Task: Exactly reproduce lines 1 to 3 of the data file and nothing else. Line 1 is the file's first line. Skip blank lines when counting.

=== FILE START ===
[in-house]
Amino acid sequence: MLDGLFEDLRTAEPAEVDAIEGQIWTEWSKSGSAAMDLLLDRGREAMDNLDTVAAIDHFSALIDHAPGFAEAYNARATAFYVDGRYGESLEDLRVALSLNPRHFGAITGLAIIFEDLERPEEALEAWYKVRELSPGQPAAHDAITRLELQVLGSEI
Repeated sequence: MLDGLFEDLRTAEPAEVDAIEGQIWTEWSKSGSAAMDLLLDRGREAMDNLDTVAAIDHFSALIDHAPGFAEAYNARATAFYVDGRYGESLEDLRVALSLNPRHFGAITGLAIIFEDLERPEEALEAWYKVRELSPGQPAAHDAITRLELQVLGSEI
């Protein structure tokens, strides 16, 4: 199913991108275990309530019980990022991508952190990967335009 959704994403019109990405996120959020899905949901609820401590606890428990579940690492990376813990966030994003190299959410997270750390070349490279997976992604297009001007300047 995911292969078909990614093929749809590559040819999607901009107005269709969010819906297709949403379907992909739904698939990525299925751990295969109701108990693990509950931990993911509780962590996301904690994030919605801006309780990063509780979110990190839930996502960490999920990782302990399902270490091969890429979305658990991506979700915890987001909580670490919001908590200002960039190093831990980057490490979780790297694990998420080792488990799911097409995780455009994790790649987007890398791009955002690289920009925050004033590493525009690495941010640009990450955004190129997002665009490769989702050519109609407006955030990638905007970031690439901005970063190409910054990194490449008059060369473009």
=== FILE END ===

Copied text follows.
[in-house]
Amino acid sequence: MLDGLFEDLRTAEPAEVDAIEGQIWTEWSKSGSAAMDLLLDRGREAMDNLDTVAAIDHFSALIDHAPGFAEAYNARATAFYVDGRYGESLEDLRVALSLNPRHFGAITGLAIIFEDLERPEEALEAWYKVRELSPGQPAAHDAITRLELQVLGSEI
Repeated sequence: MLDGLFEDLRTAEPAEVDAIEGQIWTEWSKSGSAAMDLLLDRGREAMDNLDTVAAIDHFSALIDHAPGFAEAYNARATAFYVDGRYGESLEDLRVALSLNPRHFGAITGLAIIFEDLERPEEALEAWYKVRELSPGQPAAHDAITRLELQVLGSEI